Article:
Root Resorption Detection by Multiple Radiographs versus Cone-Beam Computed Tomography
Purpose: To determine sensitivity and specificity of root resorption detection caused by impacted teeth using multiple traditional two-dimensional radiographs and cone-beam computed tomography (CBCT). Methods: A convenience sample was utilized to identify pediatric patients with impacted teeth who have both CBCT imaging and multiple traditional radiographs (N = 34). Graduate dental residents specializing in pediatric dentistry or radiology reviewed the traditional radiographs and CBCT images and were asked if root resorption was present. Identification of resorption was compared to a benchmark (CBCT images reviewed by an experienced oral and maxillofacial radiologist –JA-). Results: Five (15%) cases presented with root resorption (benchmark). When comparing 2D to 3D images, the expert reviewer had a sensitivity of 40% and a specificity of 100%. Compared to the benchmark, traditional radiographs had mean sensitivity and specificity of 47% and 85%, respectively, whereas CBCT images had mean of sensitivity and specificity 73% and 87%, respectively. Conclusion: Root resorption with tooth impaction is not common. Multiple traditional radiographs have similar specificity as CBCT and should still initially be utilized for root resorption detection. CBCT should only be obtained if additional information, such as clarifying detailed location, is needed. This approach fits the Image Gently Campaign spirit.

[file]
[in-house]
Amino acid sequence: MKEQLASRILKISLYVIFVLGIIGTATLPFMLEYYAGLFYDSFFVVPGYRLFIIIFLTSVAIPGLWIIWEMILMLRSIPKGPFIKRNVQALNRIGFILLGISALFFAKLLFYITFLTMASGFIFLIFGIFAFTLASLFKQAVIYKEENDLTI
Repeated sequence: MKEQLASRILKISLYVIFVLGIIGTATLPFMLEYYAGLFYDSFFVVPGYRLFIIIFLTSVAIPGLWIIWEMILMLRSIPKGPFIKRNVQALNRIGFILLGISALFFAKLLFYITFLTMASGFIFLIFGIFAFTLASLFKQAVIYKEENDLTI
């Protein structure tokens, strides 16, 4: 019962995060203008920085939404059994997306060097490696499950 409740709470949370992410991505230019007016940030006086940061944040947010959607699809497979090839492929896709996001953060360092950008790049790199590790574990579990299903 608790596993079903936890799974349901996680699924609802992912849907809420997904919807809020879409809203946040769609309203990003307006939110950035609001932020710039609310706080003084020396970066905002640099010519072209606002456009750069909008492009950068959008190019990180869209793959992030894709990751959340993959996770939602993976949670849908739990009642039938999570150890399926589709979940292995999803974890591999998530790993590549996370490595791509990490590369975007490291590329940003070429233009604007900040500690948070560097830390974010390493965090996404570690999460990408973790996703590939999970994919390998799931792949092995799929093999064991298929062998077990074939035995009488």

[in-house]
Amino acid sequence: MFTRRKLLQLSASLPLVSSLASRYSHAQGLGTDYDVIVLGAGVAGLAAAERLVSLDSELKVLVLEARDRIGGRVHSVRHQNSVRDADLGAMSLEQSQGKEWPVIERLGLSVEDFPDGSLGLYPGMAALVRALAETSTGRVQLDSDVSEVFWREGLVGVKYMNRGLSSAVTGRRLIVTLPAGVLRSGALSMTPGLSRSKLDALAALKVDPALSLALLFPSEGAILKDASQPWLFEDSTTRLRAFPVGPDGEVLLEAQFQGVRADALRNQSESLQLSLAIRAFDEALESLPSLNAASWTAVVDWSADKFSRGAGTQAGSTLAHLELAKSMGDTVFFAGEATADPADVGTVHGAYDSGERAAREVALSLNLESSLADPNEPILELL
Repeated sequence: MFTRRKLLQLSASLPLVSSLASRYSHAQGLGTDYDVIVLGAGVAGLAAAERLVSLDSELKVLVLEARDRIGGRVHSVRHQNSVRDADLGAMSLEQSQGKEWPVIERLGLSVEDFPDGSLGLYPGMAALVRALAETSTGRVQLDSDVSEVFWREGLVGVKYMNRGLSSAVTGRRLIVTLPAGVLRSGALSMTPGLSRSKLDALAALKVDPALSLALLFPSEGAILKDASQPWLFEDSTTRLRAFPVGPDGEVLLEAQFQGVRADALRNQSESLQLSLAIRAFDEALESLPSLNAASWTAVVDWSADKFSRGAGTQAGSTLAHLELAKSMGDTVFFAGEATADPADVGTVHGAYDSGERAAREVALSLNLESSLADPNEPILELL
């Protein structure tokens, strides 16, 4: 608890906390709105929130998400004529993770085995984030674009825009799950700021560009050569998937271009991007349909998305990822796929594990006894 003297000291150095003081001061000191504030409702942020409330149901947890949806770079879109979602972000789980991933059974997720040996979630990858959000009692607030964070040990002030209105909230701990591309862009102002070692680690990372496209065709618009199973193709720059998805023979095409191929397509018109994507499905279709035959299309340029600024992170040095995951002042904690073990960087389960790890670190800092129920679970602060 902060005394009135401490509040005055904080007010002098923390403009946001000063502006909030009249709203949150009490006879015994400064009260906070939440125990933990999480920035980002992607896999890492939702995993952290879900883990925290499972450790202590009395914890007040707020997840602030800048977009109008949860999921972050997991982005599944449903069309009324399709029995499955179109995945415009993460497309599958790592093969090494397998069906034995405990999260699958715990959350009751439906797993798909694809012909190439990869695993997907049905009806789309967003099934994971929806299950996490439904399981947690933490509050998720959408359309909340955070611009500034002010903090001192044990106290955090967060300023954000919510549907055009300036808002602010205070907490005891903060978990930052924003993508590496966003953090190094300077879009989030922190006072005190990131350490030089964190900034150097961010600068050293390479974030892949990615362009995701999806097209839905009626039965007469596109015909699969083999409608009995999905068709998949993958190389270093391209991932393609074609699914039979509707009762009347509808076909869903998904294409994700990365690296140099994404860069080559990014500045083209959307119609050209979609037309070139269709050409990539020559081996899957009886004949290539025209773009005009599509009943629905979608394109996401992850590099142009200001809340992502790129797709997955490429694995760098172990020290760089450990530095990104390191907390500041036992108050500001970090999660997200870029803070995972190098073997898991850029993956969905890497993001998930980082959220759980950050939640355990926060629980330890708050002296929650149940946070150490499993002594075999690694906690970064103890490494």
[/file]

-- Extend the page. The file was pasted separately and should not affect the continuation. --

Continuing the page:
- Dentistry